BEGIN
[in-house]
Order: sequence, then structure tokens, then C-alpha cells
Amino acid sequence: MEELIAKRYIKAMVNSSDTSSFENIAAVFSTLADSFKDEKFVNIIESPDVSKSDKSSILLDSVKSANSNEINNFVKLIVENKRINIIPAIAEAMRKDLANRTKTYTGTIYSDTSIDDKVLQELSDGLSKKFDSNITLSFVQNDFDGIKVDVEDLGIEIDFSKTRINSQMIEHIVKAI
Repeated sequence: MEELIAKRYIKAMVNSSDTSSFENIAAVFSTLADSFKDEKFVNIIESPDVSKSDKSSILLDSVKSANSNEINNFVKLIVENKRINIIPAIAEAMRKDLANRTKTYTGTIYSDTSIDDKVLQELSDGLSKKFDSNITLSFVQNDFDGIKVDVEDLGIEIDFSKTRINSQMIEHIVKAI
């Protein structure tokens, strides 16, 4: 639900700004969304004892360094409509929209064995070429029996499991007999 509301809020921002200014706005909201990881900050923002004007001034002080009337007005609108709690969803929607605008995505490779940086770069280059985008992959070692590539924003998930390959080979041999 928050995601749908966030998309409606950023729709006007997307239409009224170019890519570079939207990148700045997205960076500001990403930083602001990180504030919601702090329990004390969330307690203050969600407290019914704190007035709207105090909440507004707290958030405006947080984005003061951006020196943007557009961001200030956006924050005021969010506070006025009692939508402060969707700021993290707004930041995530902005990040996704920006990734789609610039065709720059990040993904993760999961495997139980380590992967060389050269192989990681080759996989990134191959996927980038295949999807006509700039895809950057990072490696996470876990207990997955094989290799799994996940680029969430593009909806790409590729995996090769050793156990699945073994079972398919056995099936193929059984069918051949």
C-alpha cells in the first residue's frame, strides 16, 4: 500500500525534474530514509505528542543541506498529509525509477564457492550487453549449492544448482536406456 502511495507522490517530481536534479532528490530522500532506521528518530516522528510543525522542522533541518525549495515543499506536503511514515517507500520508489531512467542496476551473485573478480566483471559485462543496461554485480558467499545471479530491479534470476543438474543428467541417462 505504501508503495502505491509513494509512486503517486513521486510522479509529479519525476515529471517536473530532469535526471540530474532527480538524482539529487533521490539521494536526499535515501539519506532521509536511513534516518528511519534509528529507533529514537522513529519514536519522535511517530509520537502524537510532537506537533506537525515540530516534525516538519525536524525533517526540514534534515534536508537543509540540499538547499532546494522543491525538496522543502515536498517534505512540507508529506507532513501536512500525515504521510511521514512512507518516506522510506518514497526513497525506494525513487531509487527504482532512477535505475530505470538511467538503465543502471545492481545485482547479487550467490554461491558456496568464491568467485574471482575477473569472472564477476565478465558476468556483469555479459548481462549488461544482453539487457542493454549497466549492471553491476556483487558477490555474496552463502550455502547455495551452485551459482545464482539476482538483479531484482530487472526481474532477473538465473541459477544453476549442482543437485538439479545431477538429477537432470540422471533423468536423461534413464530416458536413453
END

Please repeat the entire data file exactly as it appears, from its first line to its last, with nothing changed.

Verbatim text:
[in-house]
Order: sequence, then structure tokens, then C-alpha cells
Amino acid sequence: MEELIAKRYIKAMVNSSDTSSFENIAAVFSTLADSFKDEKFVNIIESPDVSKSDKSSILLDSVKSANSNEINNFVKLIVENKRINIIPAIAEAMRKDLANRTKTYTGTIYSDTSIDDKVLQELSDGLSKKFDSNITLSFVQNDFDGIKVDVEDLGIEIDFSKTRINSQMIEHIVKAI
Repeated sequence: MEELIAKRYIKAMVNSSDTSSFENIAAVFSTLADSFKDEKFVNIIESPDVSKSDKSSILLDSVKSANSNEINNFVKLIVENKRINIIPAIAEAMRKDLANRTKTYTGTIYSDTSIDDKVLQELSDGLSKKFDSNITLSFVQNDFDGIKVDVEDLGIEIDFSKTRINSQMIEHIVKAI
């Protein structure tokens, strides 16, 4: 639900700004969304004892360094409509929209064995070429029996499991007999 509301809020921002200014706005909201990881900050923002004007001034002080009337007005609108709690969803929607605008995505490779940086770069280059985008992959070692590539924003998930390959080979041999 928050995601749908966030998309409606950023729709006007997307239409009224170019890519570079939207990148700045997205960076500001990403930083602001990180504030919601702090329990004390969330307690203050969600407290019914704190007035709207105090909440507004707290958030405006947080984005003061951006020196943007557009961001200030956006924050005021969010506070006025009692939508402060969707700021993290707004930041995530902005990040996704920006990734789609610039065709720059990040993904993760999961495997139980380590992967060389050269192989990681080759996989990134191959996927980038295949999807006509700039895809950057990072490696996470876990207990997955094989290799799994996940680029969430593009909806790409590729995996090769050793156990699945073994079972398919056995099936193929059984069918051949």
C-alpha cells in the first residue's frame, strides 16, 4: 500500500525534474530514509505528542543541506498529509525509477564457492550487453549449492544448482536406456 502511495507522490517530481536534479532528490530522500532506521528518530516522528510543525522542522533541518525549495515543499506536503511514515517507500520508489531512467542496476551473485573478480566483471559485462543496461554485480558467499545471479530491479534470476543438474543428467541417462 505504501508503495502505491509513494509512486503517486513521486510522479509529479519525476515529471517536473530532469535526471540530474532527480538524482539529487533521490539521494536526499535515501539519506532521509536511513534516518528511519534509528529507533529514537522513529519514536519522535511517530509520537502524537510532537506537533506537525515540530516534525516538519525536524525533517526540514534534515534536508537543509540540499538547499532546494522543491525538496522543502515536498517534505512540507508529506507532513501536512500525515504521510511521514512512507518516506522510506518514497526513497525506494525513487531509487527504482532512477535505475530505470538511467538503465543502471545492481545485482547479487550467490554461491558456496568464491568467485574471482575477473569472472564477476565478465558476468556483469555479459548481462549488461544482453539487457542493454549497466549492471553491476556483487558477490555474496552463502550455502547455495551452485551459482545464482539476482538483479531484482530487472526481474532477473538465473541459477544453476549442482543437485538439479545431477538429477537432470540422471533423468536423461534413464530416458536413453